Despite the growing use of fluorine-18-fluorodeoxyglucose (18F-FDG) PET texture analysis to measure intratumoural heterogeneity in cancer research, the biologic basis of 18F-FDG PET-derived texture variables is poorly understood. We aimed to assess correlations between 18F-FDG PET-derived texture variables and whole-slide image (WSI)-derived metrics of tumour cellularity and spatial heterogeneity.
Twenty-two patients with non-small-cell lung cancer prospectively underwent 18F-FDG PET imaging before tumour resection. We tested nine 18F-FDG PET parameters: metabolically active tumour volume, total lesion glycolysis, mean standardized uptake value (SUVmean), first-order entropy, energy, skewness, kurtosis, grey-level co-occurrence matrix entropy and lacunarity (SUV-lacunarity). From the haematoxylin and eosin-stained WSIs, we derived mean tumour-cell density (MCD) and lacunarity (path-lacunarity). Spearman’s correlation analysis and agglomerative hierarchical clustering were performed to assess variable associations.
Tumour volumes ranged from 2.2 to 74 cm3 (median: 17.9 cm3). MCD correlated positively with total lesion glycolysis (rs: 0.46, P: 0.007) and SUVmean (rs : 0.55; P: 0.008) and negatively with skewness and kurtosis (rs: −0.47 for both; P: 0.028 and 0.026, respectively). SUV-lacunarity and path-lacunarity were positively correlated (rs: 0.5; P: 0.018). On cluster analysis, larger tumours trended towards higher SUVmean and entropy with a predominance of tightly concentrated high SUV-voxels (negative skewness and low kurtosis on the histogram); on WSI analysis such larger tumours also displayed generally higher MCD and low SUV-lacunarity and path-lacunarity.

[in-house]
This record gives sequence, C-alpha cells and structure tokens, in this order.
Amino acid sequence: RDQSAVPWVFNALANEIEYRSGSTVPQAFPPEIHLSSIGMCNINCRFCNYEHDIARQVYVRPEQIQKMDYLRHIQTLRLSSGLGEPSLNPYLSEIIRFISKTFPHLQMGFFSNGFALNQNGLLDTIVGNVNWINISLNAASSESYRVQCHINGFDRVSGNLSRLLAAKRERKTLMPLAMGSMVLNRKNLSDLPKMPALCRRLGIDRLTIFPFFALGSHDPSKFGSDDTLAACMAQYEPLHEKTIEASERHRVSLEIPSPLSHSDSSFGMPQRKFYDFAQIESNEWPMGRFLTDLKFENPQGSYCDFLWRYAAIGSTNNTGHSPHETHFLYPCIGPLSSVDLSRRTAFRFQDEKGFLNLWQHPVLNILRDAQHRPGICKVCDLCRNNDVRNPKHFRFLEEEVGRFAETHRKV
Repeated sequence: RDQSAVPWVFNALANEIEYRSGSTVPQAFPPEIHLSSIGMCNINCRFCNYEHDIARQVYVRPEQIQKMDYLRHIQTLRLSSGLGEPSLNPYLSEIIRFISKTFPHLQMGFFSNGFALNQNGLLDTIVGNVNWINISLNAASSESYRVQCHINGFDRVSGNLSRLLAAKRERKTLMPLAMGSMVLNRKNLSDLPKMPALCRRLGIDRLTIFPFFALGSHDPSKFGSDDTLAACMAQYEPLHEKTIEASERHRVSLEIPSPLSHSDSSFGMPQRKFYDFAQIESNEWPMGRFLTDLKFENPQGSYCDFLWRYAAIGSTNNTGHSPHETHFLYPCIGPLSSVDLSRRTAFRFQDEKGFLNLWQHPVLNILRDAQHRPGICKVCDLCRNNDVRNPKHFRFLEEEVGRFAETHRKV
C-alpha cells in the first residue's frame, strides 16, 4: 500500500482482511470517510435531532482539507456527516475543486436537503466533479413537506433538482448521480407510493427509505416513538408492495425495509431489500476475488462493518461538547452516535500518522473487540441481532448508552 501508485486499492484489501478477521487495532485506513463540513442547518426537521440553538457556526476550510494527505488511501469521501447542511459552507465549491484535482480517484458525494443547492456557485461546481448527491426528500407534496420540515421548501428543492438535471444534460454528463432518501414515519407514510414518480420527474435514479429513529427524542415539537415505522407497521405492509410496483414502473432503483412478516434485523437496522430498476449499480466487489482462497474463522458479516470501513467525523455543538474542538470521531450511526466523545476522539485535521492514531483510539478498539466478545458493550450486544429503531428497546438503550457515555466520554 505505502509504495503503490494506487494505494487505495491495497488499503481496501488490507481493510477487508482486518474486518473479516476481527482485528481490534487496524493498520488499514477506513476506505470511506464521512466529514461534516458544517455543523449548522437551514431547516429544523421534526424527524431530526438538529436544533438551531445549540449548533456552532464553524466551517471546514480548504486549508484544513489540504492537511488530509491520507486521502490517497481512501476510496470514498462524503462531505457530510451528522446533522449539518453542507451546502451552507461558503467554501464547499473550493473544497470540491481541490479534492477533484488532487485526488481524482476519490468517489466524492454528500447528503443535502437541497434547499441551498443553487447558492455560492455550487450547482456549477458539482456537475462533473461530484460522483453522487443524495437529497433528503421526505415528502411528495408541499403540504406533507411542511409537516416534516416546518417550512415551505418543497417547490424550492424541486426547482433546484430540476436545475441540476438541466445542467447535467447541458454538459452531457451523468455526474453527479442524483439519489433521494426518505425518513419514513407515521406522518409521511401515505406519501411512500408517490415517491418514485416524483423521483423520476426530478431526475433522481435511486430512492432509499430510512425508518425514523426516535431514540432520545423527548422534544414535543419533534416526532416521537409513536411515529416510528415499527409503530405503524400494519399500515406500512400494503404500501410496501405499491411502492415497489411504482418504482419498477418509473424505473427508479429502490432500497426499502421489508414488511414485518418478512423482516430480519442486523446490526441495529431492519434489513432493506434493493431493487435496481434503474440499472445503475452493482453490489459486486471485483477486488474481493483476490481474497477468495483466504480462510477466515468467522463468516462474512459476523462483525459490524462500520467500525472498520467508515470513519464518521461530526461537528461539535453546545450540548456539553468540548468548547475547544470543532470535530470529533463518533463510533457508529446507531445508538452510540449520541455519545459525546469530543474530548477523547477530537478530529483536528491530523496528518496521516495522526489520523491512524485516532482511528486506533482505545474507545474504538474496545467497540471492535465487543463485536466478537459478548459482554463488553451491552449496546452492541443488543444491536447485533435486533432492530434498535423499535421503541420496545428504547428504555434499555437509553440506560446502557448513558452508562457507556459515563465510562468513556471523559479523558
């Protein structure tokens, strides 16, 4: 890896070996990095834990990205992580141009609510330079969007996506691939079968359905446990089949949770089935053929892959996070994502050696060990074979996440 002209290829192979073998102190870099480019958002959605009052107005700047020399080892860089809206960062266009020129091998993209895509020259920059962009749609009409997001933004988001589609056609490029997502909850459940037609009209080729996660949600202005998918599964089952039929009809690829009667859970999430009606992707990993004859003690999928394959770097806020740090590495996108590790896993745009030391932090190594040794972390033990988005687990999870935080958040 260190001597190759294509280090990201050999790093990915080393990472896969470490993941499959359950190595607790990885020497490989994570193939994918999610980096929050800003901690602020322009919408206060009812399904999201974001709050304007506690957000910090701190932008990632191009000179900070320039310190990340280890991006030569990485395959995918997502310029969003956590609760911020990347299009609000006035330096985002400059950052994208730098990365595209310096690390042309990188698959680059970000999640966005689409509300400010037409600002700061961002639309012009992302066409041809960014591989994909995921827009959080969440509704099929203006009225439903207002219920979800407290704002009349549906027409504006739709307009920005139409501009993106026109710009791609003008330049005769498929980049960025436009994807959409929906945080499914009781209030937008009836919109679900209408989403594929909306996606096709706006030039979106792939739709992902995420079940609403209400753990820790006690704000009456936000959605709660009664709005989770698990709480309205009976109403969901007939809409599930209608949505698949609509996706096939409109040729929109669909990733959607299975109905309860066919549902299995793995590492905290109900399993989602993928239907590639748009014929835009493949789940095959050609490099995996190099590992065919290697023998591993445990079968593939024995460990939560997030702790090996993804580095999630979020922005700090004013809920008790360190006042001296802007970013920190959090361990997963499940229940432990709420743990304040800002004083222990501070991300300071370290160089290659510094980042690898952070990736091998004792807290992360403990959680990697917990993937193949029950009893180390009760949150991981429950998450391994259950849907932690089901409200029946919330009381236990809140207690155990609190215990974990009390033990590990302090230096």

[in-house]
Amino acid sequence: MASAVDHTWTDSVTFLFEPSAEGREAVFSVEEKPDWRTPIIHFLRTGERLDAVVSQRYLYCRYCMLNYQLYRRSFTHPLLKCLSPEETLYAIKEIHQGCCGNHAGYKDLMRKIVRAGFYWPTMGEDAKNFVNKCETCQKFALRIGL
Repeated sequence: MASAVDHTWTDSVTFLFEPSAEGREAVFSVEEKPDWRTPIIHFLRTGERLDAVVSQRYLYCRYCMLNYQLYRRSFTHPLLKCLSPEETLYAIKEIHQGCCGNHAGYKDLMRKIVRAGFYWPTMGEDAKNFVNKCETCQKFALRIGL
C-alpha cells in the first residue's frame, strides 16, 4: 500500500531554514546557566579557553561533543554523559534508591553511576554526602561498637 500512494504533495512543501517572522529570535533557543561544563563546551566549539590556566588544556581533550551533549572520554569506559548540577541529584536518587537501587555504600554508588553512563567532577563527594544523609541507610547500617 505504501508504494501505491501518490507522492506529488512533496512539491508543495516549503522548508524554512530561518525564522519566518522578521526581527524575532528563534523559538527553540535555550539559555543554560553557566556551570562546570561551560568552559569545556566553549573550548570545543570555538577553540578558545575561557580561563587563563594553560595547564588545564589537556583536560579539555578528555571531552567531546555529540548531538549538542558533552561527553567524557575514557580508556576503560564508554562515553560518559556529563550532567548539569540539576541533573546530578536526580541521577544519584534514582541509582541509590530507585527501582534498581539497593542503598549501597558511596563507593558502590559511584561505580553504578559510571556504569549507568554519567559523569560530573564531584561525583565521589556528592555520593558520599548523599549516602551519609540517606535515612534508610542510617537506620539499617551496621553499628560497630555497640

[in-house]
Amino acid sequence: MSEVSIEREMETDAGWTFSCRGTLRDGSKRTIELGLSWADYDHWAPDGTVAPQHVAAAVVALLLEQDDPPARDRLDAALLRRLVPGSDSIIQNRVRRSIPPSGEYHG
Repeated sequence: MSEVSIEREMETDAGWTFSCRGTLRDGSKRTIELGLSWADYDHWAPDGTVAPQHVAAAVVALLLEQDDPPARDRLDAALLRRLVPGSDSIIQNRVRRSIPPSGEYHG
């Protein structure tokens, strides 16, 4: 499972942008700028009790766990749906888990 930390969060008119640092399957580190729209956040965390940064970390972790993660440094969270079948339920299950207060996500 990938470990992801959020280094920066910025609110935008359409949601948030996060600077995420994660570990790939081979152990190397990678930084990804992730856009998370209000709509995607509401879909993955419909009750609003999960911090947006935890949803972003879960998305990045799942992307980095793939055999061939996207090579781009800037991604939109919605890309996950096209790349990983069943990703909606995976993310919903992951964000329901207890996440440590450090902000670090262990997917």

Our data suggest that histopathological MCD and lacunarity are associated with several commonly used 18F-FDG PET-derived indices including SUV-lacunarity, metabolically active tumour volume, SUVmean, entropy, skewness, and kurtosis, and thus may explain the biological basis of 18F-FDG PET-uptake heterogeneity in non-small-cell lung cancer.
aCentre for Cancer Imaging, The Institute of Cancer Research, Sutton
Departments of bClinical Pathology
cThoracic Surgery, Guy’s and St Thomas’ NHS Foundation Trust
dDepartment of Cancer Imaging, School of Biomedical Engineering and Imaging Sciences
ePET Imaging Centre and the Division of Imaging Sciences and Biomedical Engineering, King’s College
fDepartment of Radiology, Guy’s Hospital, Great Maze Pond, London, UK
Correspondence to Usman Bashir, FRCR, Centre for Cancer Imaging, The Institute of Cancer Research, 15 Cotswold Road, Sutton SM2 5NG, UK Tel: +44 759 845 4470; fax: +44 20 7370 5261; e-mail: email@example.com
Received May 25, 2018
Received in revised form September 10, 2018
Accepted September 24, 2018